The staff at Harbour Lights went the extra mile for patients in their care
Staff at Harbour Lights nursing home in Bruckless worked extra shifts to save patients from the distress of unfamiliar agency staff during a Covid outbreak.
That is according to the report of a HIQA inspection which was released this week. The unannounced inspection took place on March 24 and 25, with 38 residents present in the 53-bed facility which overlooks Killybegs harbour.
According to the report: “Inspectors found that resident's received care and services from a well established staff team who knew them well.
“However significant improvements were required to ensure that each resident's rights to privacy and dignity were upheld and that care was person centred.”
The centre had experienced a significant outbreak of Covid-19 in February 2021 with 35 residents and 11 staff confirmed to have contracted the virus.
Sadly six residents had died.
According to HIQA: “It was evident on the inspection that residents and staff in the designated centre had been through a challenging time.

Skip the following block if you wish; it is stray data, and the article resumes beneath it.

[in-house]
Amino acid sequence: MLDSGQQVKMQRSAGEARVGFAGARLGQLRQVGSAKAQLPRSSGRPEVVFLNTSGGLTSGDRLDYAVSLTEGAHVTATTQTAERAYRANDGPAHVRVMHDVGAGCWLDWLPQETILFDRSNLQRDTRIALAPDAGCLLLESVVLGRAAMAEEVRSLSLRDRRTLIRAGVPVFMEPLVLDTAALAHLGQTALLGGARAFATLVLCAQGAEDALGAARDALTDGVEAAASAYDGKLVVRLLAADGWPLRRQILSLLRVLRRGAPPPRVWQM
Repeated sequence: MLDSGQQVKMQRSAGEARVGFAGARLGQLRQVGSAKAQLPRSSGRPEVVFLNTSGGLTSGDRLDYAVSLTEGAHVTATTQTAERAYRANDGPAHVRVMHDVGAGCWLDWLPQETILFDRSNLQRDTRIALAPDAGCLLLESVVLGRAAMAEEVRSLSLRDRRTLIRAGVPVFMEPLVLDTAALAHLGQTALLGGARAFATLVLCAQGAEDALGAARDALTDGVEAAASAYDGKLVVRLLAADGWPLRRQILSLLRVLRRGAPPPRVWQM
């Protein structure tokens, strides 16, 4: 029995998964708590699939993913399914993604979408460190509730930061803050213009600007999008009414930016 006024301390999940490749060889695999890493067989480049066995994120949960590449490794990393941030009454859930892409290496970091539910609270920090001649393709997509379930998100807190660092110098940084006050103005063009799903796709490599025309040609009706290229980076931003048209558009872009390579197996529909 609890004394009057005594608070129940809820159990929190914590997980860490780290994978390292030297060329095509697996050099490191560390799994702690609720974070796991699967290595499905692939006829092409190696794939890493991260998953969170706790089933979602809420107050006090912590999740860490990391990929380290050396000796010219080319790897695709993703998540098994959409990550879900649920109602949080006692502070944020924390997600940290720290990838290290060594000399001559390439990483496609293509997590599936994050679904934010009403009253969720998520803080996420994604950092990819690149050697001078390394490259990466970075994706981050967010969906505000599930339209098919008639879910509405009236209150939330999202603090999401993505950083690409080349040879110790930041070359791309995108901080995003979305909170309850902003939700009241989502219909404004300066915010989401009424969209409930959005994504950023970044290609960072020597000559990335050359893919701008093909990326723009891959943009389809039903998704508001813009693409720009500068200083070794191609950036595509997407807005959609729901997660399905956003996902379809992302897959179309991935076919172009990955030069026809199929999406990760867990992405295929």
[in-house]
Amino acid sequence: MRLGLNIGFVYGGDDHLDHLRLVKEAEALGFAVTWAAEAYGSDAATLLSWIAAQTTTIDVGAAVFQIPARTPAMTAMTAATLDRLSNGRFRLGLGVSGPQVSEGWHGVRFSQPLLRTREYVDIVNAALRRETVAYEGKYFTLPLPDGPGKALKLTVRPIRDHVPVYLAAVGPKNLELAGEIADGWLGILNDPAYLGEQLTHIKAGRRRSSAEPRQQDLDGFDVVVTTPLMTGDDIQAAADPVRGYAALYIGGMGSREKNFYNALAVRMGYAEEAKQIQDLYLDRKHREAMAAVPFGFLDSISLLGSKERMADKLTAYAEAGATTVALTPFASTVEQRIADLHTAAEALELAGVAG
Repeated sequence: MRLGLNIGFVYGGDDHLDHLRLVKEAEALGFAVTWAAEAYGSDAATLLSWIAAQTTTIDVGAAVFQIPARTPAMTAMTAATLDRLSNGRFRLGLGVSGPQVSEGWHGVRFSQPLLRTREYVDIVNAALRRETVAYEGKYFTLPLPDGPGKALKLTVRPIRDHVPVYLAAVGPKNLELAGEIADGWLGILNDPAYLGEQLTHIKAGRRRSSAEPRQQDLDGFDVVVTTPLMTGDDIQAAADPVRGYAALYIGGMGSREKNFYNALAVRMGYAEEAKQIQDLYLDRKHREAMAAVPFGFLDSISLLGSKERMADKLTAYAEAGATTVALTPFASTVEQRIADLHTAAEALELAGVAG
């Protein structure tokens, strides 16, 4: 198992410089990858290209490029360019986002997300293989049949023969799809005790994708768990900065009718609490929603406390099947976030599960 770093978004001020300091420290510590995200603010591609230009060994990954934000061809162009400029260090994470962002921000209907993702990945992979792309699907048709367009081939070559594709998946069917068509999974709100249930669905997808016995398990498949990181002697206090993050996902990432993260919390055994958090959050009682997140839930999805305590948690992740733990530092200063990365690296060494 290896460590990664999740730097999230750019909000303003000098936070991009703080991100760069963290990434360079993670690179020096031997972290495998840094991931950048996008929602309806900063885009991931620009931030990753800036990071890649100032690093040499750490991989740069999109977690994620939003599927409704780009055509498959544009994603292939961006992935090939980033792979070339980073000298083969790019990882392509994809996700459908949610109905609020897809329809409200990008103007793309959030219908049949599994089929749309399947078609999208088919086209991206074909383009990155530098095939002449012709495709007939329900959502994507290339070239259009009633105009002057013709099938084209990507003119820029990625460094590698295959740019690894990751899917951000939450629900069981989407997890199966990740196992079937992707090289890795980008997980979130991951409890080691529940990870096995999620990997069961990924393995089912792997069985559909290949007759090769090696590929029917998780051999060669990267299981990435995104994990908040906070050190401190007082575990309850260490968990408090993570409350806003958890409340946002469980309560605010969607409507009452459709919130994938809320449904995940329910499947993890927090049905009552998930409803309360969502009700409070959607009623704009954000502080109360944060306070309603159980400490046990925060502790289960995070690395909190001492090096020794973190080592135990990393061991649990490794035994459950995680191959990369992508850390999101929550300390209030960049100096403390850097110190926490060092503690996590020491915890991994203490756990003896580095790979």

“Residents acknowledged that staff and management had their best interest at the forefront of everything they did during the outbreak and since.”
Inspectors spoke with staff, many of whom had worked throughout the outbreak. Staff described how the team had worked additional shifts to ensure that there were enough staff on duty to care for the residents and to reduce the need to bring in agency staff who did not know the residents.
The report identified a number of ears where improvement was required, and where non-compliance with HIQA standards had been found. Much of this was related to staff shortages, and that there were not enough staff members to keep patients suitably active and occupied during the day. One patient told the inspectors that the day felt very long.
Other areas where improvements were needed included policies and record keeping; seating in the lounge area being (it was suggested that this could be rearranged to take in the views of Killybegs harbour); worn or poorly maintained decor and furnishings that inhibited adequate cleaning standards being reached; some elements of infection control were deemed non-compliant; insufficient fire safety arrangements; improvements needed in care plans and patient privacy.
The HIQA report outlines the steps that have since been taken by Harbour Lights to reach a high level of compliance.
The full report can be found at hiqa.ie
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